From the comparisons of near-global averages, near-global spectral greenhouse parameters, and the annual-mean spatial map and composites with respect to surface temperature and total column of water vapor, it can be seen that the results from the three reanalyses are generally tracking with each other, especially between the ERA-Interim and MERRA. The differences over the 0–400 cm−1 band between reanalyses and the observations tend to increase with surface temperature but not with column water vapor when the column water vapor is larger than 4 cm. Both reanalyses and the spectral fluxes inferred from the AIRS data have their own limitations and uncertainties. For reanalyses, the uncertainties mainly arise from the quality of assimilated temperature and humidity profiles. For spectral fluxes inferred from the AIRS data, the uncertainties mainly come from the uncertainty of far-IR and mid-IR spectroscopy (including water vapor continuum model) used in the algorithm. The uncertainty in IR gaseous spectroscopy is usually no more than a few percent. State-of-the-art retrieval of humidity profiles from the mid-IR radiances has ~(16%–25%) uncertainty (Chahine et al. 2006). If we assume comparable uncertainty in the assimilation of IR radiances in the mid-IR H2O bands, it would suggest that the uncertainty associated with the assimilated humidity profiles dominates over the uncertainty with spectroscopy in our comparison results.
Figures 10 and 11 indicate that the composite differences of the water vapor v2 band do not resemble those of the far-IR rotational band. Figures 7 and 8 also show the contrast between the far-IR and mid-IR water vapor bands, even though the information content of two is highly correlated. Note that these differences are shown for clear-sky cases only. Once cloud (especially ice cloud) is taken into account, it would be even more challengeable to infer the far-IR flux based on mid-IR measurements because of the spectral dependences of many cloud optical properties. Such spectral dependences are eventually determined by the cloud microphysical properties, which is hard to uniquely inferred from the mid-IR passive remote sensing alone. Therefore, to further and better understand the far-IR portion of the spectrum, well-calibrated global far-IR measurements are still indispensable. Such measurements are not replaceable by other measurements, especially in the presence of clouds. Such measurements will complete our understandings to the longwave radiation budget and the role of far IR in climate, as well as help us to compare and understand results from such state-of-the-art data assimilation efforts especially the applicability of such reanalyses in the climate-oriented radiation budget studies. Preliminary studies and technological development have been directed toward space-borne far-IR spectrally resolved measurements, such as Radiation Explorer in the Far-Infrared (REFIR; Esposito et al. 2007), the Far-Infrared Spectroscopy of the Troposphere (FIRST; Mlynczak et al. 2006), and the Tropospheric Airborne Fourier Transform Spectrometer (TAFTS; Cox et al. 2007). The Climate Absolute Radiance and Reflectivity Observatory (CLARREO) mission, which primarily aims at rigorously observing climate change over the decadal time scale and using such rigorous and thorough observations as the most critical metric to determine the accuracy of climate change projections, can also provide spectral measurements of the far IR with high accuracy and calibration traceable to the SI standards for the kelvin and the watt. A collateral benefit of CLARREO would be the far-IR observations from space that can advance our understandings to various issues related to the far IR.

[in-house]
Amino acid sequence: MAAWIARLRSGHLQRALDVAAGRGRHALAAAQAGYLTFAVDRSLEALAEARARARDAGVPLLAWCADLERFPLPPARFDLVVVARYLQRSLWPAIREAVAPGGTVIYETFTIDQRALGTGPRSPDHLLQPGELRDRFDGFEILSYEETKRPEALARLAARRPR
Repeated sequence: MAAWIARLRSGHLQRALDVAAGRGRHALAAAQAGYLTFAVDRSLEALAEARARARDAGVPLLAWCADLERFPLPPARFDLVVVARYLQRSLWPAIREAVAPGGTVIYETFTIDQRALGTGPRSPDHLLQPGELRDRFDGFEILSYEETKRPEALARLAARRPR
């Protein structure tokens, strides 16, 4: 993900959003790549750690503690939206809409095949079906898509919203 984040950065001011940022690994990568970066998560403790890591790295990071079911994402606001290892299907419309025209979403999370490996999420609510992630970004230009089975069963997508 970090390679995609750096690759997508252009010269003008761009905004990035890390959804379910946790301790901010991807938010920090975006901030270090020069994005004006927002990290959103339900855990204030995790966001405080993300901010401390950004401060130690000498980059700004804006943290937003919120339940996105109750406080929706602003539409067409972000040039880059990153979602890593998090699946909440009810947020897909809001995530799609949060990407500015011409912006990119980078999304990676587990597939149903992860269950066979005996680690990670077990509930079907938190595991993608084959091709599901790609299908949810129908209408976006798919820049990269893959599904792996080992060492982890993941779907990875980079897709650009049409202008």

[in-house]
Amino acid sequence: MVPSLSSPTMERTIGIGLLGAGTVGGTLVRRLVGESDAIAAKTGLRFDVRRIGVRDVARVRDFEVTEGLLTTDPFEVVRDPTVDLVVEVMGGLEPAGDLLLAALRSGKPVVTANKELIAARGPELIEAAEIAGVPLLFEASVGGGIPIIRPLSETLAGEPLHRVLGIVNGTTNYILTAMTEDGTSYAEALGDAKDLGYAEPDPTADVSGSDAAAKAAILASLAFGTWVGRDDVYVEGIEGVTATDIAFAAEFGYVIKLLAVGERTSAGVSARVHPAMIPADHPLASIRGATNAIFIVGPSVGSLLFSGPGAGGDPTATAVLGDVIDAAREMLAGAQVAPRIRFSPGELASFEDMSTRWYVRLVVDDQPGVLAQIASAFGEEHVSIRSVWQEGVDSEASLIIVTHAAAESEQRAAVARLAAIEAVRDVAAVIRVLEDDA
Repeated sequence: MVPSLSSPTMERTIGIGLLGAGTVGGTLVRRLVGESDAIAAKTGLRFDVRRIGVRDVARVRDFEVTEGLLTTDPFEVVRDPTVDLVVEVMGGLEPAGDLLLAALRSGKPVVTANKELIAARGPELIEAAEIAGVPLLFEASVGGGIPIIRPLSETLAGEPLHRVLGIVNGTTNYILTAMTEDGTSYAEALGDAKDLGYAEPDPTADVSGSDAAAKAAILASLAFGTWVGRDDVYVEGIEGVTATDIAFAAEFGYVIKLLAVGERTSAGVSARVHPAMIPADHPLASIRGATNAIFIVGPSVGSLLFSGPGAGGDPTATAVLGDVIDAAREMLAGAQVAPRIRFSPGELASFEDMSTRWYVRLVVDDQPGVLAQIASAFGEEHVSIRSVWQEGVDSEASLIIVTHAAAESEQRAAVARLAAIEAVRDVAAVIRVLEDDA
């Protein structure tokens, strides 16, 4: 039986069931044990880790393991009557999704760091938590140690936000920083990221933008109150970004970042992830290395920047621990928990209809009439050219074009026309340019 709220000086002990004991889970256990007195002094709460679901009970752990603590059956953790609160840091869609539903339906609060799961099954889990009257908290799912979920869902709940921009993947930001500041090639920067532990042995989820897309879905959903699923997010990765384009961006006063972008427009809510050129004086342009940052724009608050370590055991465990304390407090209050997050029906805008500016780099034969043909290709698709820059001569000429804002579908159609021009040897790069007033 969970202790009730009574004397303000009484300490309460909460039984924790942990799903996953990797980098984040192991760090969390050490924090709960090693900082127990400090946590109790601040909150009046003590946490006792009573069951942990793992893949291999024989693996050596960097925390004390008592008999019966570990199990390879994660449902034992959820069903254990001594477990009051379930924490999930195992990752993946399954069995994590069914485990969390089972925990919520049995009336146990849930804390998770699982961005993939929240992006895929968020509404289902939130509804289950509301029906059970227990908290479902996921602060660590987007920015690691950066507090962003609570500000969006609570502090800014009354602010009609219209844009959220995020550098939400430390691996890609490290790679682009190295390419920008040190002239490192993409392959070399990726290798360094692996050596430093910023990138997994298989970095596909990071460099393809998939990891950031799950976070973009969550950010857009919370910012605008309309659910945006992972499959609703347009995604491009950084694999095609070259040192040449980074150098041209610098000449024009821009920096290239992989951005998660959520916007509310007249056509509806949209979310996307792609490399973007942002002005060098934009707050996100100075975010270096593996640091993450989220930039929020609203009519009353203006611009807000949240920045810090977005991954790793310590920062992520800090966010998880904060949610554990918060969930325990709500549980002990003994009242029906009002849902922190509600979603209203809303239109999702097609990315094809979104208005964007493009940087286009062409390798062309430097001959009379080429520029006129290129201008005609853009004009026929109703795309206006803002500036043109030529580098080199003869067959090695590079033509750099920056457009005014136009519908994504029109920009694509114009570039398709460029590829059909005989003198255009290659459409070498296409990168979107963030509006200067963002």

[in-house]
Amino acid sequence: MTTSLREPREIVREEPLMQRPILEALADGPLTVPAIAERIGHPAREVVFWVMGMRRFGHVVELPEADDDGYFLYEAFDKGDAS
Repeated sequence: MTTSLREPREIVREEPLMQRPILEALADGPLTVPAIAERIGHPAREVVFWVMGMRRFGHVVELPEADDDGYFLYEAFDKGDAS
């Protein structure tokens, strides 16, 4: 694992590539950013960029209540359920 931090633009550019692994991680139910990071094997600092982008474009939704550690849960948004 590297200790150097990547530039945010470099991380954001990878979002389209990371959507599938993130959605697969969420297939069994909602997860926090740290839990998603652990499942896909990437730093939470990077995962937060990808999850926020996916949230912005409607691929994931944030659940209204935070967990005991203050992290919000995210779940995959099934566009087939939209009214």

This work shows the feasibility of extending the algorithm established in Huang et al. (2008) to the global scale for the clear-sky observations. Similarly, the algorithm in Huang et al. (2010) can be extended to global cloudy observations as well, which is the theme of our ongoing follow-up study. The number of discrete intervals in CERES cloudy ADM is order of magnitude more than that of CERES clear-sky ADM. How to efficiently develop and validate spectral ADM for such large number of discrete intervals for cloudy scenes and different surface types is the central topic in our follow-up study.
We thank two anonymous reviewers for their suggestions that improve the clarity of this paper. The AIRS data were obtained from NASA GSFC DAAC, and the CERES data were obtained from NASA Langley DAAC. The ECMWF ERA-Interim data (http://data-portal.ecmef.int/data/d/), NASA MERRA reanalysis data (http://disc.sci.gsfc.nasa.gov/daac-bin/FTPSubset.pl), and NOAA/CFSR data (http://dss.ucar.edu/datasets/ds093.1/) are obtained online. The first author is thankful to Ms. He and Dr. Song for their help in data processing. This work was supported by NASA Grants NNX11AH55G and NNX11AE68G awarded to the University of Michigan.